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|Title: ||Do academic enquiry services scare students?|
|Authors: ||Robinson, Catherine M.|
Reid, Peter H.
|Keywords: ||Reference services|
|Issue Date: ||2007|
|Citation: ||ROBINSON, CATHERINE M. and REID, PETER H., 2007. Do
academic enquiry services scare students? Reference Services
Review, 35 (3), pp. 405-424|
|Abstract: ||Purpose – The purpose of this paper is to clarify the ways in which students seek help in libraries,
and their feelings about using library enquiry services. In this way, it should bring practical benefits to
academic libraries seeking to design and introduce new forms of reference service. The paper also aims
to touch on the issue of whether anonymity offered by digital reference services is likely to make more
students ask for help. A major aim of this study is to find ways to encourage those students who need
help, to seek it.
Design/methodology/approach – This paper uses the results taken from 12 qualitative interviews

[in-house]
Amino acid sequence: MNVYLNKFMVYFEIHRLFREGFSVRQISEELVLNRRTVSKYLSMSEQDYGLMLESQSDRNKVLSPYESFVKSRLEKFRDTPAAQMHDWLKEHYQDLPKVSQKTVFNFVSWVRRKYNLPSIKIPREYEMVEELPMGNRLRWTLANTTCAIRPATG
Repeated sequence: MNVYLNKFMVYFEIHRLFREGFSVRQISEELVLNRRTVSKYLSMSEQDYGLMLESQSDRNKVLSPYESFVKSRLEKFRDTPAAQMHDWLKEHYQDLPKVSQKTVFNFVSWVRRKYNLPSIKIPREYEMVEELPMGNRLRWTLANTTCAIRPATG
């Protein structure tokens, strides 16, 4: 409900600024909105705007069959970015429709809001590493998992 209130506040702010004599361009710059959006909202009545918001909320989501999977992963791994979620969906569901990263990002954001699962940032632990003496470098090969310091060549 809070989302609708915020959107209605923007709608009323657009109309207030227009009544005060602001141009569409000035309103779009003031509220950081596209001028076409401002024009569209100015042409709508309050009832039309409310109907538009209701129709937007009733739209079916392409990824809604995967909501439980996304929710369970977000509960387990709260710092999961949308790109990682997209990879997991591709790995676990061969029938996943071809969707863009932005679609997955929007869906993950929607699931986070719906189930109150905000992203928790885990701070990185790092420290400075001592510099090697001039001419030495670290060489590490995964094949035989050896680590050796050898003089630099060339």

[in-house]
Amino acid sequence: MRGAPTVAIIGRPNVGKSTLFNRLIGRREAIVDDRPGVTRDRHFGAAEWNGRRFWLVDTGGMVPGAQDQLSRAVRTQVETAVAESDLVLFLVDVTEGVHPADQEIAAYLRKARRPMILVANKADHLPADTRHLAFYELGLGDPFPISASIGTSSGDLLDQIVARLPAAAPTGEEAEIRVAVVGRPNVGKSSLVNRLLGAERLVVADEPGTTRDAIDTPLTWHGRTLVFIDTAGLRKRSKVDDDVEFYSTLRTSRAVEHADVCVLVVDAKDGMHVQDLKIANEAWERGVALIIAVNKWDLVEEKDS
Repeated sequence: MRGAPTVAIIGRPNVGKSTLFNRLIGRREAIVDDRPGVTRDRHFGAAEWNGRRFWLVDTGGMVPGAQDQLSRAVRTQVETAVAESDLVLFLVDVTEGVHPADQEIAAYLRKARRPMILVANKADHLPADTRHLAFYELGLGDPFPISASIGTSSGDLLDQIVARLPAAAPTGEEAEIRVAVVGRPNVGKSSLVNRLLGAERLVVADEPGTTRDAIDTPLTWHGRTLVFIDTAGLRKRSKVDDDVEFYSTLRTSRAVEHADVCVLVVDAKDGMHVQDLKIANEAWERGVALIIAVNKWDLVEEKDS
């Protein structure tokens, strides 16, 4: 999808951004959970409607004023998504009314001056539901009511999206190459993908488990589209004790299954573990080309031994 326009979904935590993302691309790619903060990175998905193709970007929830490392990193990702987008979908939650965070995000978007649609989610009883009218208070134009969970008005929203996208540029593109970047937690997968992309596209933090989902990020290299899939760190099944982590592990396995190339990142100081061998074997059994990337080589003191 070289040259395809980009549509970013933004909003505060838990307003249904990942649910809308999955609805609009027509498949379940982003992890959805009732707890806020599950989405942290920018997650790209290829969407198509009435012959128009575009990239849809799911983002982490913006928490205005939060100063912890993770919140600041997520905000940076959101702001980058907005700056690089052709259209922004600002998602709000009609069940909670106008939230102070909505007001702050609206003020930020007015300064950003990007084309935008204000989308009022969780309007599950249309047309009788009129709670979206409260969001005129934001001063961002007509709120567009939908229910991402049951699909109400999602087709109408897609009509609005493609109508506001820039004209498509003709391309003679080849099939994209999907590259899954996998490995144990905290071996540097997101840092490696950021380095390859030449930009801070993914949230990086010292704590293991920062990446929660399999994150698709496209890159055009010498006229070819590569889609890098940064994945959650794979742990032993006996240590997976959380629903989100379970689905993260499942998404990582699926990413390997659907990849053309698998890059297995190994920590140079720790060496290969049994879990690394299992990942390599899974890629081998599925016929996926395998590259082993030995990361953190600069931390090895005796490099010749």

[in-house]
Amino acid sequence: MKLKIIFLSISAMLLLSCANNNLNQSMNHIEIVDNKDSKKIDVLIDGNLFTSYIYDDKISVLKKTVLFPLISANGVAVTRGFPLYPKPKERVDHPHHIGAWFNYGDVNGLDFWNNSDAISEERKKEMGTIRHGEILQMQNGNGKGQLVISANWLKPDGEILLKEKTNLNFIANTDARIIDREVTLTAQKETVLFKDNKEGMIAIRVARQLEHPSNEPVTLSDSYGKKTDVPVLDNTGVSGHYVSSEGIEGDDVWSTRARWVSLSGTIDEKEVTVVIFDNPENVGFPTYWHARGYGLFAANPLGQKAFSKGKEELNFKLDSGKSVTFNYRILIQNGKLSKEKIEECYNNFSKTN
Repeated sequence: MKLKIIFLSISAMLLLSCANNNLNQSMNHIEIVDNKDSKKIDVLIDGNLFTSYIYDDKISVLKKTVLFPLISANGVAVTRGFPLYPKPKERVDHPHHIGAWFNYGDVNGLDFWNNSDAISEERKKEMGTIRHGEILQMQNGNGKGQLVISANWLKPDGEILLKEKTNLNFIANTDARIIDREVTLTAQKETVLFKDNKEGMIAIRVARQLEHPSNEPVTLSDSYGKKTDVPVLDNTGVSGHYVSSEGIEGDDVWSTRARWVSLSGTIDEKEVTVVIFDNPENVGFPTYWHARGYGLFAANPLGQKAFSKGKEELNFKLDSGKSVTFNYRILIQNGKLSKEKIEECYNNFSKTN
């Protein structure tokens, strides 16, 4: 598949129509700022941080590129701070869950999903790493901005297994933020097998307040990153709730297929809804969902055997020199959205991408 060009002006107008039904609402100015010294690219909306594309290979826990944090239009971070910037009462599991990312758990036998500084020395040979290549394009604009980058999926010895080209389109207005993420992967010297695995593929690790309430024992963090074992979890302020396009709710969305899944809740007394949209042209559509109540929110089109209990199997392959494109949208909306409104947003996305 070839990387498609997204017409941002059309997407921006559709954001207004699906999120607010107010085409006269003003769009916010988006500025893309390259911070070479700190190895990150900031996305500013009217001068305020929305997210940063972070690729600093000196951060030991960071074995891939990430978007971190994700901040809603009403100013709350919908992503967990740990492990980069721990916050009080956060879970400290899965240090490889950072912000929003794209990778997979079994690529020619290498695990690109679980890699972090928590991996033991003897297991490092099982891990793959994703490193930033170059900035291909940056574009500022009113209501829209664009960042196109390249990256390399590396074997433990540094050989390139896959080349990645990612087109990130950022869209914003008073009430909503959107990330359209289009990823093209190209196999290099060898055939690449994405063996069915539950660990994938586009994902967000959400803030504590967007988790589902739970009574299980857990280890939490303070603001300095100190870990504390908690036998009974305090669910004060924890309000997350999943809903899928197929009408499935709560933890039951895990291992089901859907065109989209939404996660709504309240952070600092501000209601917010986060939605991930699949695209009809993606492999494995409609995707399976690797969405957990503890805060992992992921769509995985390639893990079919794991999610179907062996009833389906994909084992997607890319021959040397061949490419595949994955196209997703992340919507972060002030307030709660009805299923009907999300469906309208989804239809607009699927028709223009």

with undergraduate students to examine these students’ help-seeking methods and their use of
academic library reference services.
Findings – The study finds that the reasons for not using enquiry services were various and complex
and included a lack of awareness of services, embarrassment or shyness, anxiety caused by
mechanical barriers and affective barriers. The interviews revealed that shyness is more widespread
than libraries might imagine and seemingly confident students can find asking for help embarrassing
in some circumstances.
Originality/value – This paper focuses on students’ thoughts and opinions, and it is this
student-centred approach which gives particular insight into the reasons students do not seek help.
This adds to the body of qualitative research examining undergraduates’ help seeking methods and
provides practical advice for encouraging students to ask for help.|
|Appears in Collections:||Journal articles (Information Management)|
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